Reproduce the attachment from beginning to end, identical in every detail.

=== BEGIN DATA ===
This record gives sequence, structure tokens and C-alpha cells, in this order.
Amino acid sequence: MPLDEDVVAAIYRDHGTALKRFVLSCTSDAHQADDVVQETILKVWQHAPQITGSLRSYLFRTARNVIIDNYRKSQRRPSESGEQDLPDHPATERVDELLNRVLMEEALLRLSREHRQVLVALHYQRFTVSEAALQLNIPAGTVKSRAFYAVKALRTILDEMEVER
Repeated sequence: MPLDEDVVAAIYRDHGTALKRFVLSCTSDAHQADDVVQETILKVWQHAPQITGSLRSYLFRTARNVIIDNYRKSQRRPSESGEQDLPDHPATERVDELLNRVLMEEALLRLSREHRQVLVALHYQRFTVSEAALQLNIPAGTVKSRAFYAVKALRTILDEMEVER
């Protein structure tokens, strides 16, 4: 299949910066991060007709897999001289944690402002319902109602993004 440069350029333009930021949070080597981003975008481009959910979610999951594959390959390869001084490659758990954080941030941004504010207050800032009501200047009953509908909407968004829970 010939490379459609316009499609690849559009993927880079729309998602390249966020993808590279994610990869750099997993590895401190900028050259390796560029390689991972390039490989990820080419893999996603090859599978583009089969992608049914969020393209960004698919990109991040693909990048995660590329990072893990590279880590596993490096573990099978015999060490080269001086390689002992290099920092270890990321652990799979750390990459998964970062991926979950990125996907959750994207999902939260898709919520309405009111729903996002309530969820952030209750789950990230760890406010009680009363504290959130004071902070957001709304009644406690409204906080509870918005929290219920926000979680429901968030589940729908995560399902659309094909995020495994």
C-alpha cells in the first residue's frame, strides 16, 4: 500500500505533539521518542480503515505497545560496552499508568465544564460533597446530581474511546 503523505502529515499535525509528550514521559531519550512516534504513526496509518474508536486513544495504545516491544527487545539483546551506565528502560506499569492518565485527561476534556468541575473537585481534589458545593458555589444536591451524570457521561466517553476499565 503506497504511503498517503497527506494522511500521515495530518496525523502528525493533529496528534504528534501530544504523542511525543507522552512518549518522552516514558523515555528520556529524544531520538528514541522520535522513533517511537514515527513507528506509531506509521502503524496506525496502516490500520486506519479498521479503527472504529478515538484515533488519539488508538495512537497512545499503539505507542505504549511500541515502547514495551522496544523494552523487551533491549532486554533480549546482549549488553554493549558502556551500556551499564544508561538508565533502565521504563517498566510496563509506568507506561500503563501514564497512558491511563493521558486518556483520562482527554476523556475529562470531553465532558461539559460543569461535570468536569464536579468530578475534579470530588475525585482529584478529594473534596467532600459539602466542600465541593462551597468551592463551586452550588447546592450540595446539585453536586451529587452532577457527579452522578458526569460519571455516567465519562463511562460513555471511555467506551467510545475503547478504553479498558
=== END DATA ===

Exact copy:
This record gives sequence, structure tokens and C-alpha cells, in this order.
Amino acid sequence: MPLDEDVVAAIYRDHGTALKRFVLSCTSDAHQADDVVQETILKVWQHAPQITGSLRSYLFRTARNVIIDNYRKSQRRPSESGEQDLPDHPATERVDELLNRVLMEEALLRLSREHRQVLVALHYQRFTVSEAALQLNIPAGTVKSRAFYAVKALRTILDEMEVER
Repeated sequence: MPLDEDVVAAIYRDHGTALKRFVLSCTSDAHQADDVVQETILKVWQHAPQITGSLRSYLFRTARNVIIDNYRKSQRRPSESGEQDLPDHPATERVDELLNRVLMEEALLRLSREHRQVLVALHYQRFTVSEAALQLNIPAGTVKSRAFYAVKALRTILDEMEVER
């Protein structure tokens, strides 16, 4: 299949910066991060007709897999001289944690402002319902109602993004 440069350029333009930021949070080597981003975008481009959910979610999951594959390959390869001084490659758990954080941030941004504010207050800032009501200047009953509908909407968004829970 010939490379459609316009499609690849559009993927880079729309998602390249966020993808590279994610990869750099997993590895401190900028050259390796560029390689991972390039490989990820080419893999996603090859599978583009089969992608049914969020393209960004698919990109991040693909990048995660590329990072893990590279880590596993490096573990099978015999060490080269001086390689002992290099920092270890990321652990799979750390990459998964970062991926979950990125996907959750994207999902939260898709919520309405009111729903996002309530969820952030209750789950990230760890406010009680009363504290959130004071902070957001709304009644406690409204906080509870918005929290219920926000979680429901968030589940729908995560399902659309094909995020495994």
C-alpha cells in the first residue's frame, strides 16, 4: 500500500505533539521518542480503515505497545560496552499508568465544564460533597446530581474511546 503523505502529515499535525509528550514521559531519550512516534504513526496509518474508536486513544495504545516491544527487545539483546551506565528502560506499569492518565485527561476534556468541575473537585481534589458545593458555589444536591451524570457521561466517553476499565 503506497504511503498517503497527506494522511500521515495530518496525523502528525493533529496528534504528534501530544504523542511525543507522552512518549518522552516514558523515555528520556529524544531520538528514541522520535522513533517511537514515527513507528506509531506509521502503524496506525496502516490500520486506519479498521479503527472504529478515538484515533488519539488508538495512537497512545499503539505507542505504549511500541515502547514495551522496544523494552523487551533491549532486554533480549546482549549488553554493549558502556551500556551499564544508561538508565533502565521504563517498566510496563509506568507506561500503563501514564497512558491511563493521558486518556483520562482527554476523556475529562470531553465532558461539559460543569461535570468536569464536579468530578475534579470530588475525585482529584478529594473534596467532600459539602466542600465541593462551597468551592463551586452550588447546592450540595446539585453536586451529587452532577457527579452522578458526569460519571455516567465519562463511562460513555471511555467506551467510545475503547478504553479498558